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Scientific Articles   |    
Effects of Acquired Glenoid Bone Defects on Surgical Technique and Clinical Outcomes in Reverse Shoulder Arthroplasty
Steven M. Klein, MD1; Page Dunning, BA1; Philip Mulieri, MD, PhD1; Derek Pupello, MBA1; Katheryne Downes, MPH2; Mark A. Frankle, MD1
1 Florida Orthopaedic Institute (S.M.K., P.M., and M.A.F.) and Foundation for Orthopaedic Research and Education (P.D. and D.P.), 13020 North Telecom Parkway, Tampa, FL 33637. E-mail address for M.A. Frankle: frankle@pol.net
2 University of South Florida, 2 Tampa General Circle, STC 6029, Tampa, FL 33606
View Disclosures and Other Information
Disclosure: In support of their research for or preparation of this work, one or more of the authors received, in any one year, outside funding or grants in excess of $10,000 from DJO Surgical. In addition, one or more of the authors or a member of his or her immediate family received, in any one year, payments or other benefits in excess of $10,000 or a commitment or agreement to provide such benefits from a commercial entity (DJO Surgical).

Investigation performed at the Foundation for Orthopaedic Research and Education, Tampa, Florida

Copyright ©2010 American Society for Journal of Bone and Joint Surgery, Inc.
J Bone Joint Surg Am, 2010 May 01;92(5):1144-1154. doi: 10.2106/JBJS.I.00778
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Abstract

Background: 

Reverse total shoulder arthroplasty is the accepted method of treatment for selected shoulder disorders. The purpose of this study was to compare primary reverse shoulder arthroplasty surgical techniques as well as clinical and radiographic outcomes in patients with acquired glenoid bone defects and in those with normal glenoid morphology.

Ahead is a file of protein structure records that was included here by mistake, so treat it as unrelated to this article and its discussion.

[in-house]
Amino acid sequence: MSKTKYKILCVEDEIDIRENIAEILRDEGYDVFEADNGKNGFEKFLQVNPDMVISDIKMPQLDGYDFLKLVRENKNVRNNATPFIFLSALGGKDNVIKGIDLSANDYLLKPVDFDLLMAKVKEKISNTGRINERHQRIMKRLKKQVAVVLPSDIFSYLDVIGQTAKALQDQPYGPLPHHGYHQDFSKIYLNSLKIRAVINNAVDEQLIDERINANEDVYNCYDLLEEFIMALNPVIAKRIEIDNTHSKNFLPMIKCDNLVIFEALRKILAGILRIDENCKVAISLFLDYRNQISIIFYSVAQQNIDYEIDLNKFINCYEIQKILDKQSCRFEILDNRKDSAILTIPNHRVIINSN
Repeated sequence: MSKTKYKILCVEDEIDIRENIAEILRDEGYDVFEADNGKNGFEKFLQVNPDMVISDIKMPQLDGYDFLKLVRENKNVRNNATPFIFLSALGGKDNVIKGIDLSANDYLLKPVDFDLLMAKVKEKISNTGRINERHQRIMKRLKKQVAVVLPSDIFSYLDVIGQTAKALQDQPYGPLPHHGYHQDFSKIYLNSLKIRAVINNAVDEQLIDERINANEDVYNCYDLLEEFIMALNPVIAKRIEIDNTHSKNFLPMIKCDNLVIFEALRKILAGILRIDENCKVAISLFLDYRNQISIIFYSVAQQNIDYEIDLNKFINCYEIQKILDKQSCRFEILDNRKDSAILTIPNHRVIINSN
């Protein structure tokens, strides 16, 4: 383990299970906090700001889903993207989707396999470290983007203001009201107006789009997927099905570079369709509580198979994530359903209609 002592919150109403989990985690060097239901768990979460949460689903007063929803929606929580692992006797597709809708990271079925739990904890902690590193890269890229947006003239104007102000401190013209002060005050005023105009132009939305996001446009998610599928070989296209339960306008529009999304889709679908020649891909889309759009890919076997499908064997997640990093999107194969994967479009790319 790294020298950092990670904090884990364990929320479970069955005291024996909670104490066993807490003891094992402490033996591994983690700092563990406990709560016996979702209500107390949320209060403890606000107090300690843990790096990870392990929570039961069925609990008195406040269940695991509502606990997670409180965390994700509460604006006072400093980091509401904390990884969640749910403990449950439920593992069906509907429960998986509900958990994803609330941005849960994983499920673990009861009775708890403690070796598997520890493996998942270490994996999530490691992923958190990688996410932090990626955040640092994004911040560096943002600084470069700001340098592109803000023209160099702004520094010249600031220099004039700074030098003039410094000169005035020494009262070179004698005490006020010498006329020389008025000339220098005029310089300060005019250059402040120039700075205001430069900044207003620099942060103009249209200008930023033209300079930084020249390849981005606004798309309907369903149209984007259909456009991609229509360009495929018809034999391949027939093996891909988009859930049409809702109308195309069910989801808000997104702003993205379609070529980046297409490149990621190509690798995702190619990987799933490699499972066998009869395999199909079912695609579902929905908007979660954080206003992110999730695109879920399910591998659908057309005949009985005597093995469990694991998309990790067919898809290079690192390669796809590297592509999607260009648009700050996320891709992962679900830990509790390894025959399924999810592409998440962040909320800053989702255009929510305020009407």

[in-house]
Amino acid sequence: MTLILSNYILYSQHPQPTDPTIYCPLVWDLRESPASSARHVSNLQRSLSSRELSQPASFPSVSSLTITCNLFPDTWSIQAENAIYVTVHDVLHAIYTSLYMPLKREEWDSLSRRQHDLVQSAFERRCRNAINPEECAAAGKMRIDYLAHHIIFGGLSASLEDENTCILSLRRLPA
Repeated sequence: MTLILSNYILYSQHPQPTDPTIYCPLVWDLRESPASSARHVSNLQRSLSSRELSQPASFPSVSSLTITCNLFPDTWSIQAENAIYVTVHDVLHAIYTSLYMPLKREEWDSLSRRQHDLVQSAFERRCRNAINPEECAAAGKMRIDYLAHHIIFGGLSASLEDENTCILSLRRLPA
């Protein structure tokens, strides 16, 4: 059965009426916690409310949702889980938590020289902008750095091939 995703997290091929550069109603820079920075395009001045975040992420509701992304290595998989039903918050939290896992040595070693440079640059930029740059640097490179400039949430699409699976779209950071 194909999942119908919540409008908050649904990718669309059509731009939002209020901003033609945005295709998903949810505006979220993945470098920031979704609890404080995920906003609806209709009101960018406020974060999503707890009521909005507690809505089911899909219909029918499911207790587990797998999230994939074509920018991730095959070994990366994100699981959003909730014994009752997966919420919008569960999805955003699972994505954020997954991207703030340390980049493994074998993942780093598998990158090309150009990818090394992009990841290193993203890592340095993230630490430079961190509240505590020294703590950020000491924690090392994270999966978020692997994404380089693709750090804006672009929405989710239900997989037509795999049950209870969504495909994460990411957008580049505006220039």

Methods: 

Preoperative three-dimensional computed tomography scans were performed on 216 shoulders in 211 patients undergoing primary reverse shoulder arthroplasty between 2004 and 2007. The glenoids were classified as normal or abnormal on the basis of preoperative radiographs and three-dimensional reconstructions of the scapula. One hundred and forty-three shoulders had been followed for two years. There were eighty-seven normal and fifty-six abnormal glenoids. The surgical techniques that were compared included bone-grafting and glenosphere selection. The clinical outcomes for the two groups were compared with respect to the American Shoulder and Elbow Surgeons score.

Results: 

Surgical technique differed between the groups. All fifty-six glenoids with acquired bone defects had center screw placement along an alternative (scapular spine) centerline. A bone graft was used in twenty-two shoulders with acquired glenoid bone defects compared with none of those with normal glenoid morphology (p = 0.016). Shoulders with glenoid defects were treated with larger glenospheres (36 or 40 mm) more often than those with normal glenoids (p < 0.001). No significant difference was detected between the groups with regard to the preoperative or postoperative American Shoulder and Elbow Surgeons scores. Radiographs did not demonstrate failure or resorption of a glenoid bone graft when present. All outcomes improved significantly postoperatively. There were five complications, and one patient was unsatisfied with the result.

Conclusions: 

Glenoid bone defects, when managed with an alteration of surgical technique, including bone-grafting when indicated, are not a contraindication to reverse total shoulder arthroplasty.

Level of Evidence: 

Therapeutic Level IV. See Instructions to Authors for a complete description of levels of evidence.

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    References

    Accreditation Statement
    These activities have been planned and implemented in accordance with the Essential Areas and policies of the Accreditation Council for Continuing Medical Education (ACCME) through the joint sponsorship of the American Academy of Orthopaedic Surgeons and The Journal of Bone and Joint Surgery, Inc. The American Academy of Orthopaedic Surgeons is accredited by the ACCME to provide continuing medical education for physicians.
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